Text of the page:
Songs & Echoes Program Promo Photo.jpg

Antonín Dvořák: Selections of Songs from Cypresses
Lembit Beecher (b. 1980): These Memories May Be True
Komitas Vartabed: Armenian Folk Songs
Rhiannon Giddens: At the Purchaser’s Option
Jean Sibelius: String Quartet “Voces Intimae” 

   “Songs and Echoes of Home” features music that embodies a sense of homeland and national identity, but at a distance, one step removed by the forces of psychology, geography and time. Folksong is a powerful force for the composers featured here, and the program includes three sets of song arrangements beginning with Dvorak’s beautifully touching Cypresses. Originally titled “Echoes of Songs,” Dvorak arranged this series of voice and piano songs, written by himself 22 years earlier, based on love poems by the Czech poet Gustav Pfleger-Moravsky that revel in the beauty of nature. The arrangement for quartet turns these expressions of Czech identity into something more abstract. A few years after writing Cypresses, Dvorak would leave his homeland for a lengthy sojourn in America. The first half of the program concludes with another set of songs, these written by the Armenian priest Komitas, whose music has become an enduring symbol of home deeply treasured by the Armenian diaspora. At times joyously upbeat and at times melancholic, these folk songs were written before the genocide that scattered Armenians across the world. Unable to cope with the trauma, Komitas would later die in a psychiatric hospital in Paris. But for so many Armenians this music provided a connection to their homeland as they built new lives abroad; and for listeners they provide a window into the Armenian soul.

    Santa Cruz, CA native Lembit Beecher also writes from a diasporic perspective. His These Memories May Be True is a series of musical poems on elements of Estonian culture that his grandmother passed down to him. The outer movements are settings of folk songs while the inner movements evoke two of his grandmother’s dramatic and rambunctious stories of escape during WWII. A natural storyteller through music, Beecher writes: “This piece is a little like the scattered image of Estonia that I had while growing up, filtered through many layers of retelling, and touched by a sense of nostalgia, a sense of something beautiful that has been lost in the wash of time.”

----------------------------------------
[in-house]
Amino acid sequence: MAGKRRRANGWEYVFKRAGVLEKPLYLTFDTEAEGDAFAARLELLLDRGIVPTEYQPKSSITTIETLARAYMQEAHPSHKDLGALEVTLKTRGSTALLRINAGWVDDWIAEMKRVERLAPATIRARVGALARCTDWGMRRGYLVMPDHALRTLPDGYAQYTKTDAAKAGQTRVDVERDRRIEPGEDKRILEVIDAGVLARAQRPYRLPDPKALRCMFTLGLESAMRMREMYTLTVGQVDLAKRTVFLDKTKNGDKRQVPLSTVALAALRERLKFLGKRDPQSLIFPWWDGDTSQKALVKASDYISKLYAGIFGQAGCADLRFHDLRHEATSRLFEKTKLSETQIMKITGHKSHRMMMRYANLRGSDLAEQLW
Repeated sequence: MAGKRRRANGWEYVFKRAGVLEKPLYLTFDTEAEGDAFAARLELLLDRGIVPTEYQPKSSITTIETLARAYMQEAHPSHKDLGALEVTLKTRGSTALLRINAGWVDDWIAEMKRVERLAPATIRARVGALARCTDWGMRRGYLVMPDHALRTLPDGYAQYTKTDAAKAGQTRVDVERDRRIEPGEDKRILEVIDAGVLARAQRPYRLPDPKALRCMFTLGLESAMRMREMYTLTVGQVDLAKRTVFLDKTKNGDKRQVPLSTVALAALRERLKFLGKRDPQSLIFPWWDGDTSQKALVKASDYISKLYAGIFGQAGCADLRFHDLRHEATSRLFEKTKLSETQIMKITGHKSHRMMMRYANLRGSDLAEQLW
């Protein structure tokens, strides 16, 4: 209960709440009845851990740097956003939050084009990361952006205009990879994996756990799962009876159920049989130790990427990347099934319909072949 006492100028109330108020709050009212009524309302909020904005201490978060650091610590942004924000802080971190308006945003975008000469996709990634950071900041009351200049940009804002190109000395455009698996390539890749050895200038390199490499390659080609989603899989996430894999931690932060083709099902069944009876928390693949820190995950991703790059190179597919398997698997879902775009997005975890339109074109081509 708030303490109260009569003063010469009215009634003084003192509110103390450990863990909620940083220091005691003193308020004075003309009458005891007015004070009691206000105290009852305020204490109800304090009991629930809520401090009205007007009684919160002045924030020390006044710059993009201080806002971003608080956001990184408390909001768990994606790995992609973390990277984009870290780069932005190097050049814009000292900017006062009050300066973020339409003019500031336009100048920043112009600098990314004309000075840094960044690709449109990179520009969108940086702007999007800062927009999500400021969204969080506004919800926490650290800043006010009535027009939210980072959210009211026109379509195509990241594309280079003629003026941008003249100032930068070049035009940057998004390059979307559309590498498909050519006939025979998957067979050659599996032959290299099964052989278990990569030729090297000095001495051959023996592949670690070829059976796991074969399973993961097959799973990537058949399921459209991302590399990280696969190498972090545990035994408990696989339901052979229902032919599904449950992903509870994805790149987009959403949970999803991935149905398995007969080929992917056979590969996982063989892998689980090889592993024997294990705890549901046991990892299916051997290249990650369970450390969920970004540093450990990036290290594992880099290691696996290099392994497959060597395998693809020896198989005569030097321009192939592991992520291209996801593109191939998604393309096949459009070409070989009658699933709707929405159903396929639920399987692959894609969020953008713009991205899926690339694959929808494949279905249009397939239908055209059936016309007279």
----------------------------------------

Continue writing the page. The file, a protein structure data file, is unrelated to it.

The second half of the program begins with another song arrangement, Rhiannon Giddens’s At the Purchaser’s Option (from her album “Freedom Highway” and arranged for string quartet by Jacob Garchik). A harsher reflection of national character, this song was inspired by a 19th-century advertisement Giddens found for a 22-year-old female slave whose baby was also available for sale. Giddens, a musical historian, imagines the interior world of a slave who defines her homeland as her soul, the only thing out of reach to her captors.

      Sibelius’s Voces Intimae turns deeply inward, written during a period of psychological crisis and self-imposed exile in his rural home “Ainola” (named after his wife Aino), as he tried to escape the alcoholism that plagued him in Helsinki. His music during this period began to shift from the grand optimistic expression of Finnish nationalism that dominated his youth to something more dark and personal. Yet there is still something innately Finnish about this music (and perhaps one can hear the connections to the Estonian influences in the Beecher, given how deeply intertwined the languages and cultures of Finland and Estonia are) and this introspective quartet transforms in its finale into a virtuosic Allegro buoyed by the feeling of folk fiddling. 

Program Notes by Karen Ouzounian